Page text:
Bill Shouse and Robert Williams discuss a variety of topics, such as dealing with insurance, what the process of restoration looks like, and why time is of the essence for water and fire damage.

Interviewer: A question that I have is that, you know, we’ve talked a little bit about water damage mitigation, but what is the restoration process? What does the average restoration process look like after you guys have mitigated the damage? Can you guys kind of walk me through that process? And I know it’s kind of tough because it’s like, it’s so dependent on a specific situation. But you know, even if you guys want to draw a specific instance that you think, “okay, this is something that kind of resonates,” could you walk me through it?

Robert: So and it does, I mean, it’s definitely, you know, specific oriented. But you know, we are a full service restoration contractor, which means not only do we do the emergency side, we will do the repairs as well. And the process, you know, is, one of those that once we do the emergency service side, you know, then we want to stay in constant contact with the customer’s insurance company to make sure that they’re in the loop of everything that’s got to entail on getting that property put back into a pre-loss condition. 

 

Robert: And we have a staff that is constantly working with the insurance company to make sure that there’s approvals, because you run into stuff all the time on the repair side that you didn’t see or unforeseen that, you know, you didn’t catch on the front side. And we’re having to supplement those things to the insurance company. So it’s a constant process. And it takes a team of estimators and project managers and, you know, and vendors in order to get these properties put back in a reasonable amount of time. And a lot of that is delegated, of course, by funds and what kind of insurance they have.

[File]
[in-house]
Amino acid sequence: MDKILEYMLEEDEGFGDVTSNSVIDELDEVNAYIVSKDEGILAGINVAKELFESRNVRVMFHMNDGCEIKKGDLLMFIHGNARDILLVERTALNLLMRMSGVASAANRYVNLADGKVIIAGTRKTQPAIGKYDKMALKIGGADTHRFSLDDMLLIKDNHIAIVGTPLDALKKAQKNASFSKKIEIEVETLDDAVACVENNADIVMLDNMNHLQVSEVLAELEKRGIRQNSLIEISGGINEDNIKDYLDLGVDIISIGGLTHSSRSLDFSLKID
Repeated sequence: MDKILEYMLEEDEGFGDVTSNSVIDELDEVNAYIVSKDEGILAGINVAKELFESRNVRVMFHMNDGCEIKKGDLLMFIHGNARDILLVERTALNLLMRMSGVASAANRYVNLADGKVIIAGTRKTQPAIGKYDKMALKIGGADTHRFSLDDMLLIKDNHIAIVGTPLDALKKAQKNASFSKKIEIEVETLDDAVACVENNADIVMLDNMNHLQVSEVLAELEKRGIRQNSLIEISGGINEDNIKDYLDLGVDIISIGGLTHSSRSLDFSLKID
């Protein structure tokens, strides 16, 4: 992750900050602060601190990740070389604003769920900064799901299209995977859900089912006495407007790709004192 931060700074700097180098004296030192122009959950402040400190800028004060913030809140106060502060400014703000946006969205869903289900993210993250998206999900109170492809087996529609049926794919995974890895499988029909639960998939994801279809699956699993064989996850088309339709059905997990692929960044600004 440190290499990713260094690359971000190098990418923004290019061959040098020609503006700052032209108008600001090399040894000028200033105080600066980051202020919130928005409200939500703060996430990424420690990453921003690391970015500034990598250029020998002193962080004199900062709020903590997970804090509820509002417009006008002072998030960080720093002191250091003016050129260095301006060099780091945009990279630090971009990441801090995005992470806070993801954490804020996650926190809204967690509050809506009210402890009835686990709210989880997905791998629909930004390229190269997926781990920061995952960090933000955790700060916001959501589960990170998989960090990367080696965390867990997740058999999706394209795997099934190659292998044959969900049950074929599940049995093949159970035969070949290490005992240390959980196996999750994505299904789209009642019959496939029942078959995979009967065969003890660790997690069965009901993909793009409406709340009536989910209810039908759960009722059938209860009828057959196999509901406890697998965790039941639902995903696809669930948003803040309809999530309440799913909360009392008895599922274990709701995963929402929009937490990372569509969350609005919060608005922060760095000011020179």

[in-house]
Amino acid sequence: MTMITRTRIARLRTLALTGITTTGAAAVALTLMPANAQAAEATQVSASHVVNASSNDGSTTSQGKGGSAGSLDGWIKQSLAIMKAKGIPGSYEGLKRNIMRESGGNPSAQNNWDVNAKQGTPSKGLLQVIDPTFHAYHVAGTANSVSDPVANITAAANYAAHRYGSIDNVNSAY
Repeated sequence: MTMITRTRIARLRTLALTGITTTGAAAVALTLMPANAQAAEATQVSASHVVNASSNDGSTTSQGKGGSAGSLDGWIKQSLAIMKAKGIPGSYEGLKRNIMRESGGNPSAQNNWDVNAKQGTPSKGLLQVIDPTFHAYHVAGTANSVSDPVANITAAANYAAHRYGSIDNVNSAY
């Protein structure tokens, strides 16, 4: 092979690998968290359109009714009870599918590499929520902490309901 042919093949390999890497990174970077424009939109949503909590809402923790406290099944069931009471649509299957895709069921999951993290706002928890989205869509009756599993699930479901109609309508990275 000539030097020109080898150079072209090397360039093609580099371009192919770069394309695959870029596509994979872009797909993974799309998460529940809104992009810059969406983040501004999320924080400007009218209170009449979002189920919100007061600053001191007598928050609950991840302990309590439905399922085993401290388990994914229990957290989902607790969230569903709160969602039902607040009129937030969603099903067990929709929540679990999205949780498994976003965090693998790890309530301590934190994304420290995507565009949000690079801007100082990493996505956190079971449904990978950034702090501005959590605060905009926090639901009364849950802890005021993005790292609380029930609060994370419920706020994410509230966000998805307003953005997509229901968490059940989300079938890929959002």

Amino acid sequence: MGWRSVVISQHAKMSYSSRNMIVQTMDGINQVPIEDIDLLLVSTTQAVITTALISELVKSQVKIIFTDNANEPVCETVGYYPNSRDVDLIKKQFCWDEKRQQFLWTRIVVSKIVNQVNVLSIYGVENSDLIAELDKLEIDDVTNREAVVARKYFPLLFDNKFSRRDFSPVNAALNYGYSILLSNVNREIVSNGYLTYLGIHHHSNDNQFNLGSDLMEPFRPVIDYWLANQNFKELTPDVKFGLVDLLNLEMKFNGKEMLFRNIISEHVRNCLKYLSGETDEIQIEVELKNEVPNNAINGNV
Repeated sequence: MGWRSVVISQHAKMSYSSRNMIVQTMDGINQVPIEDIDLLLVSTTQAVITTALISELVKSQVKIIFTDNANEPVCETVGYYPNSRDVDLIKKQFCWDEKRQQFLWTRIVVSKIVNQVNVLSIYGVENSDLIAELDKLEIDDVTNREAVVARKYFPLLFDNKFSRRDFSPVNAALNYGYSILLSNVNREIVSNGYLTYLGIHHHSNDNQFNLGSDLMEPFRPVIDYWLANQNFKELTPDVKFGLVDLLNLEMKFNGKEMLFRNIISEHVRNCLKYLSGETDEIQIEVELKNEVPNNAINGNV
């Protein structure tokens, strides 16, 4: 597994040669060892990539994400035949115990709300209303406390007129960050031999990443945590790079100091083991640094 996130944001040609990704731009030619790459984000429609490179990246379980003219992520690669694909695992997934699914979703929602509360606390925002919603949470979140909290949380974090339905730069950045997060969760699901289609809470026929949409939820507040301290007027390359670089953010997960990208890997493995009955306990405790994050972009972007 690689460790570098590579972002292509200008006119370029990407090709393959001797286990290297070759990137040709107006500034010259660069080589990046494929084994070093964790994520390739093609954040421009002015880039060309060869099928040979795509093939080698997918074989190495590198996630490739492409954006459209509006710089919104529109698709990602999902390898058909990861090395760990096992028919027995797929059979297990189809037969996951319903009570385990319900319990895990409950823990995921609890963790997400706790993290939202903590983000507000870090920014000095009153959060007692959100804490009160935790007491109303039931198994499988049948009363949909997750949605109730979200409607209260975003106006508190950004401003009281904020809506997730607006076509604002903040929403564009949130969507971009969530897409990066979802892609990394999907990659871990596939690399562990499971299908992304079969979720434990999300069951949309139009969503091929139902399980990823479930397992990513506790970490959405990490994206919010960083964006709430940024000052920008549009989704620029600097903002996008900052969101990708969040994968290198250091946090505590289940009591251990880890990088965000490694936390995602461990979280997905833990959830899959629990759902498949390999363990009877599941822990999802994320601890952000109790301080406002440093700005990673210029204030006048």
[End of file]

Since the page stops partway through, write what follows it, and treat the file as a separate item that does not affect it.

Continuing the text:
Robert: But we’re constantly, you know, in the loop with the insurance companies to make sure that they’re aware of all the different trades that are involved, all the different tasks that are involved that are needed to get the property put back into a pre-loss condition. 

Interviewer: It seems like it’d be a lot for–I mean, it sounds like a huge benefit that you guys are a full service shop, because, I mean, that would be such a headache for a regular person such as myself to have to deal with and work back and forth with the insurance. 

Robert: Yeah. And that’s the whole point of being a full-service restoration contractor. We try to take that burden off of the customer. They don’t have to be on the phone every day with their insurance company. They don’t have to look for a contractor to come and do repairs. You know, we’re a one-stop shop where we come in and do the emergency services. We’ll get all the necessary information to the insurance company to get approvals for the repairs, and then we’ll schedule that. The repairs, you know, once we get approvals for everything with the customer and make sure that—it takes a lot of that burden and stress off of them. 

Interviewer: That’s fantastic. I remember you were saying, you know, the last time we spoke that you guys have kind of built relationships with a lot of these insurance companies. Is that right? 

Robert: Yes. Yeah. That’s correct. 

Interviewer: Cool. Okay. I can imagine that kind of makes the process even smoother versus because I know, like. 

Robert: And as we work with these insurance companies, you know, you get familiar with the adjusters, you know, with these insurance companies and then they become familiar with how you do business. And it makes the process just go a lot smoother.